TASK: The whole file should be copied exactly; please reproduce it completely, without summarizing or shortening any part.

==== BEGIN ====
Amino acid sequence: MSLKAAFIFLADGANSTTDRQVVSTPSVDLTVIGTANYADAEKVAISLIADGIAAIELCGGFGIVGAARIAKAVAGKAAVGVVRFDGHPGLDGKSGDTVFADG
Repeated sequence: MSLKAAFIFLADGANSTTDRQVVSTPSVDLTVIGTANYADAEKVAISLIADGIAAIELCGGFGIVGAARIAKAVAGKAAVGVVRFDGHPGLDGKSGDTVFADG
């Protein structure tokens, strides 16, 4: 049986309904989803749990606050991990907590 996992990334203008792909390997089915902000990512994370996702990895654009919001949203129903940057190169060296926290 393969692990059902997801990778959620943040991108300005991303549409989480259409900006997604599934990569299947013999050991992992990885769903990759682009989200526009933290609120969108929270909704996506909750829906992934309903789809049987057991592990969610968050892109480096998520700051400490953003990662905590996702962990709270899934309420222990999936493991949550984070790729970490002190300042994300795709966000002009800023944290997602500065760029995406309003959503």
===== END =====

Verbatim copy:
Amino acid sequence: MSLKAAFIFLADGANSTTDRQVVSTPSVDLTVIGTANYADAEKVAISLIADGIAAIELCGGFGIVGAARIAKAVAGKAAVGVVRFDGHPGLDGKSGDTVFADG
Repeated sequence: MSLKAAFIFLADGANSTTDRQVVSTPSVDLTVIGTANYADAEKVAISLIADGIAAIELCGGFGIVGAARIAKAVAGKAAVGVVRFDGHPGLDGKSGDTVFADG
């Protein structure tokens, strides 16, 4: 049986309904989803749990606050991990907590 996992990334203008792909390997089915902000990512994370996702990895654009919001949203129903940057190169060296926290 393969692990059902997801990778959620943040991108300005991303549409989480259409900006997604599934990569299947013999050991992992990885769903990759682009989200526009933290609120969108929270909704996506909750829906992934309903789809049987057991592990969610968050892109480096998520700051400490953003990662905590996702962990709270899934309420222990999936493991949550984070790729970490002190300042994300795709966000002009800023944290997602500065760029995406309003959503």